Aurora Labs has wrapped up a trial project that tested the company’s 3D metal printing technology’s ability to “print” stainless steel components for the construction of Australian Navy frigates. Aurora says the trial, under a collaboration with Australian defence contractor, BAE Systems Maritime Australia, has returned positive outcomes in terms of part quality, dimensional accuracy and build rate.
Aurora Labs has wrapped up a trial project that tested the company’s 3D metal printing technology’s ability to “print” stainless steel components for the construction of Australian Navy frigates. Aurora says the trial, under a collaboration with Australian defence contractor BAE Systems Maritime Australia, has returned positive outcomes in terms of part quality, dimensional accuracy and build rate.
Aurora sees the collaboration with BAE as a focal step in its efforts to commercialise its innovative 3D metal printing technology.
The printed parts and a detailed corresponding print report have now been delivered to BAE for evaluation.
Management says an internal review of the printed parts manufactured on the company’s flagship RMP-1 Beta prototype printer, has delivered positive findings and supplied the company with key data it can use to advance its unique high-powered 3D printing technology.
Aurora Labs Chief Executive Officer, Peter Snowsill said:“Understanding and meeting customer requirements is key to providing A3D technology and driving our commercialisation strategy. We are becoming more efficient at analysing the function of parts, setting parameters and employing techniques to obtain these outcomes using A3D’s high power printing. This project has been very beneficial to our learning in that respect and we are really pleased with the outcomes.”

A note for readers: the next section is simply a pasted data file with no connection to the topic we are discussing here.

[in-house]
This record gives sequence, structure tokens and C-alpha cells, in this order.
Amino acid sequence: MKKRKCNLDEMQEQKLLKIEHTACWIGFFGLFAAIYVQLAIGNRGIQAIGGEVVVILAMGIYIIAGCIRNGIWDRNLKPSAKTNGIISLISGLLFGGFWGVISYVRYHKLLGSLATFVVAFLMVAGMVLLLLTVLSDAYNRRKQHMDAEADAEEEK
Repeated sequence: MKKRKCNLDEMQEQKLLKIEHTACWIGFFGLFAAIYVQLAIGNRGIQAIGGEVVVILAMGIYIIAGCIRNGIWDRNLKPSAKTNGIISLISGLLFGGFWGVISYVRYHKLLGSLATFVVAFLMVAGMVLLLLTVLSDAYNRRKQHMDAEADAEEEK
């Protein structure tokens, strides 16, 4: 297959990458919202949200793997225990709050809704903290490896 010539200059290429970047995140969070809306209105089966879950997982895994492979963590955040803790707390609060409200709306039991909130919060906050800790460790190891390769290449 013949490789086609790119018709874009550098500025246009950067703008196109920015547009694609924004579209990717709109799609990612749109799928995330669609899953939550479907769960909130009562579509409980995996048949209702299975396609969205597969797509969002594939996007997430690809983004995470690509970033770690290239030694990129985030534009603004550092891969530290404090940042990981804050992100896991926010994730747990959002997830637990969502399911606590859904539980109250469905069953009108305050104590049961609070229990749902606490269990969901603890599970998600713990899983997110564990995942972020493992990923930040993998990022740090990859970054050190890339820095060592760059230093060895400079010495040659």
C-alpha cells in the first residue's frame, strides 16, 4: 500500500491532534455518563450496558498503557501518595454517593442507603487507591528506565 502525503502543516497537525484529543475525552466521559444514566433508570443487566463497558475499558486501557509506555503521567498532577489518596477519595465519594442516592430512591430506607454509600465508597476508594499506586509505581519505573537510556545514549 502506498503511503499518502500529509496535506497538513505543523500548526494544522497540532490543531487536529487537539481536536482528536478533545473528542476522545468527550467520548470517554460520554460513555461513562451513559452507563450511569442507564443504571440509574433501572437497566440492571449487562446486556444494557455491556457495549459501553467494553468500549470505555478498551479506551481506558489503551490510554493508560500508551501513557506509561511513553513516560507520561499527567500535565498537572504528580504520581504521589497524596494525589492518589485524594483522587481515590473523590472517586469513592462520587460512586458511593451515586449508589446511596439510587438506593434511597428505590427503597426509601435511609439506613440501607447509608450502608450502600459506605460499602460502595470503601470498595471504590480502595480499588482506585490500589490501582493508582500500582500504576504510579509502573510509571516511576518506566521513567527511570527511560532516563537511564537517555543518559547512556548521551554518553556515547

Aurora’s RMP-1 prototype printer, utilising “powder bed fusion” technology, is pivotal to the company’s ambitions of creating industrial grade, high productivity and high accuracy 3D metal printers that compete with traditional metal manufacturing and wholesaling on a cost-effectiveness basis.
BAE has been constructing surface naval vessels for the Royal Australian Navy for about a decade. It is currently responsible for the design and build of nine frigates for the Hunter Classic Frigate program - the largest surface ship project in the history of Australia’s defence force, according to BAE.
It says the Hunter program is set to transform Australia’s shipbuilding industry by moving it towards a sovereign naval shipbuilding capability. Prototyping has already commenced with construction of the first ship planned for next year.
The multi-mission frigates are set to support anti-submarine warfare, air defence and general-purpose operations around the globe, including humanitarian and disaster relief campaigns.
BAE’s research and technology arm has been investigating the potential for future adoption of large-scale 3D metal printing of spare parts for the Hunter program. It has identified Aurora as a prospective supplier of powder bed fusion laser technology for printing of the parts.
Aurora could be onto a winner if its 3D printing technology proves effective in producing spare parts for the Australian Navy whose fleet requires regular maintenance on the spot whilst at sea.
The opportunity of making, or 3D “printing” a spare part on the spot, thousands of kilometres out to sea must be tantalising for an organization like the Navy who would otherwise have to pull into a port or put the chopper in the air to secure a critical item.
No doubt it is even more tantalising for the $24m market capped Aurora labs.
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